The Bureau of Special Education Appeals’ (“BSEA”) statistics for Fiscal Year 2018 and the overview given of the year by BSEA Director Reece Erlichman provide interesting insights not only into the invaluable work of the BSEA, but also into some trends regarding special education disputes in the Commonwealth.
The Boston Bar Journal recently published an article by Dan Heffernan regarding the U.S. Supreme Court’s decision in Endrew F. and its impact here in Massachusetts. Please take a look!
Dan Heffernan is a partner in the Special Education & Disability Rights practice group at Kotin, Crabtree & Strong, LLP in Boston, Massachusetts.
While we don’t usually pass along notices issued by others, we think that the alert below from the Council of Parent Attorneys and Advocates (“COPAA”) deserves your immediate attention and action. We urge our readers to let their concerns be heard, as federal legislators appear to be acting behind closed doors to reduce Medicaid funding drastically in whatever provisions will be proposed to replace the Affordable Care Act. Continue reading
Bob Crabtree was asked recently to submit a comment on his “favorite” U.S. Supreme Court decision for the Boston Bar Association’s “Voices of the Bar”; this was his comment: Continue reading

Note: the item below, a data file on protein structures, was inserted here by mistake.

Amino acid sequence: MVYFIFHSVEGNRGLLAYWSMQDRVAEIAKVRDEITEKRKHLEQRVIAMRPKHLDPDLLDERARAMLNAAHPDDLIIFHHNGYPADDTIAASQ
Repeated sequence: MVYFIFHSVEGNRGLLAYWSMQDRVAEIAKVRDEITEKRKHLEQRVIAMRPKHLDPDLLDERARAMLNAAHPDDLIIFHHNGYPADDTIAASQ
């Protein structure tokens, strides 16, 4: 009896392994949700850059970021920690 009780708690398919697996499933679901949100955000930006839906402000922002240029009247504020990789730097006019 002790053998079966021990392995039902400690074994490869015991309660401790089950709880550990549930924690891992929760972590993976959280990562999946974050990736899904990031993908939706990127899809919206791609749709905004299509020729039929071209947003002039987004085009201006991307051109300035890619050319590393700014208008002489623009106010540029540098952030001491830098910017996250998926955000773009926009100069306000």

Take a moment, if you can, to check out an April 1975 letter from Harvey Liebergott, then with the Bureau of Information for the Handicapped in the U.S. Department of Health and Human Services, notifying Martha Ziegler forty years ago this week of a grant of around $25, 000 to fund a pilot program under which the nascent Federation for Children with Special Needs was to play a key role in the development of systems to support regional information and referral centers throughout the country. He estimated that a fully operational system of regional information and referral centers would cost on the order of ten million dollars – an amount that he could see “no chance of ever getting” – and he urged Martha to “think of the project realistically as a model that could be utilized nationwide to solve the most immediate problems of handicapped children with limited resources, and not as an ideal for solving all of the information and referral needs of parents in your particular state.”